Seniors today have never been better off financially. And they are four times richer than their parents were at the same age in the mid-1980s, according to a new report from BMO Economics, released today.
The second part of a study, the report examines market and financial indicators affecting seniors (those 65 years and older) compared to the mid-1980s the first part released in May found that Millennials — those aged 25-34 years — are faring better in terms of jobs, wealth and income than their parents were at the same age, but are juggling increased debt and higher housing costs.
Jobs: Workforce participation has increased compared with three decades ago
- About twice as many seniors work today than three decades ago.
- The employment rate for people 65 and over has doubled to 13 percent.
- Labor force participation has increased, resulting in seniors having a harder time finding jobs because of more competition.
- Unemployment among seniors has nearly doubled since the mid-1980s, although it is lower than for other age groups.
Incomes: more seniors are receiving a pay check
- Adjusted for inflation, the median income of people 65 and older rose 40 percent to $23,700 in 2011 from $16,900 in 1984.
- Seniors have increased their spending power faster than people aged 55-64 and 25-34 years.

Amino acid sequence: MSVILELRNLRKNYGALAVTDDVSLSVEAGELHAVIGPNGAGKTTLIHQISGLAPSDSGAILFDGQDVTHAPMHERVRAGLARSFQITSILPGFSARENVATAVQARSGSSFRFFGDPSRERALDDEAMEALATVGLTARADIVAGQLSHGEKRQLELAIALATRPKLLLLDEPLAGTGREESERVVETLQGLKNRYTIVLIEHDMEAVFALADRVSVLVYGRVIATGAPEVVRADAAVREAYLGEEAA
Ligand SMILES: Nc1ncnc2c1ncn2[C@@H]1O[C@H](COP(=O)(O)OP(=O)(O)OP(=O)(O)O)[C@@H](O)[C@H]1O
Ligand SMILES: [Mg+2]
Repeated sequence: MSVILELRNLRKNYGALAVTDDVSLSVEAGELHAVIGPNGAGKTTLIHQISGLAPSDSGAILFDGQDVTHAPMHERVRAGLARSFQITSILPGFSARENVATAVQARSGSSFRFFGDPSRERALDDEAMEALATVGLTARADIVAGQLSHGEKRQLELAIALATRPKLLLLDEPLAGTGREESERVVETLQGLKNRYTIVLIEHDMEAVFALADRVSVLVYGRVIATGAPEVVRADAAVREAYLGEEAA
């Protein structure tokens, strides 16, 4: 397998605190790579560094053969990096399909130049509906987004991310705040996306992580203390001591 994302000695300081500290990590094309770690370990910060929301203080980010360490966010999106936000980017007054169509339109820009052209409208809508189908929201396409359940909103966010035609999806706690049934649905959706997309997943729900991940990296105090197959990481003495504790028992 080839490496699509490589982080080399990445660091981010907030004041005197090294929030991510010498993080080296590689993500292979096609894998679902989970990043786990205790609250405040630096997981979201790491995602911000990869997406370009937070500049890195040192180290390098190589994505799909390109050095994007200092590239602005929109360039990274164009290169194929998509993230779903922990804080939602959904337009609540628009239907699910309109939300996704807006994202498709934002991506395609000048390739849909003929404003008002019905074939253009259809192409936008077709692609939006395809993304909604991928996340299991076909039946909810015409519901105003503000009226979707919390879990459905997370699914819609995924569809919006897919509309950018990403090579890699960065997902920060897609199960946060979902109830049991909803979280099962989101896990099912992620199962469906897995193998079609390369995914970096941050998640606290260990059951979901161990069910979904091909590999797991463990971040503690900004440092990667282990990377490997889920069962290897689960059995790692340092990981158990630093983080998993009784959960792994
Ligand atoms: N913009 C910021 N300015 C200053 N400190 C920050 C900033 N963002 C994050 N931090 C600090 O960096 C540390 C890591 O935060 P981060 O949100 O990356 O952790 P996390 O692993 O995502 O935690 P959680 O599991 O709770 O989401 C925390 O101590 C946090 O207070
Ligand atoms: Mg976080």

Wealth: Older Canadians are wealthier, driven by rising stock, bond and housing markets
- Median net worth of households headed by someone aged 65 and older rose more than four-fold (312 percent) to $460,700 in 2012 from $111,693 in 1984 (in constant 2012 dollars).
- Canadian equity returns, including dividends and after inflation, rose more than twice as fast in the past three decades than in the similar period before the mid-1980s.
- Today, the typical senior is nearly nine times richer than the typical millennial, a wealth gap between similar age groups that has more than doubled since 1984.
Housing: More seniors own a house
- The home ownership rate for seniors is at 70.8 percent for 2012 compared to 61.2 percent in 1984.
- This implies strong demand for renovations, with seniors spending more on maintenance than other age groups.
- Growing number of households headed by a senior have a mortgage (12.1 percent in 2012 vs. 8.3 percent in 1984).
Debt: More seniors have debt, but small amount compared to assets
- The share of seniors with a loan has increased from 42.5 percent in 2012 to 26.1 percent in 1984.
- Amount of debt held by a senior is small at $18,000 in 2012, a fraction of total assets ($479,000) and less than annual income.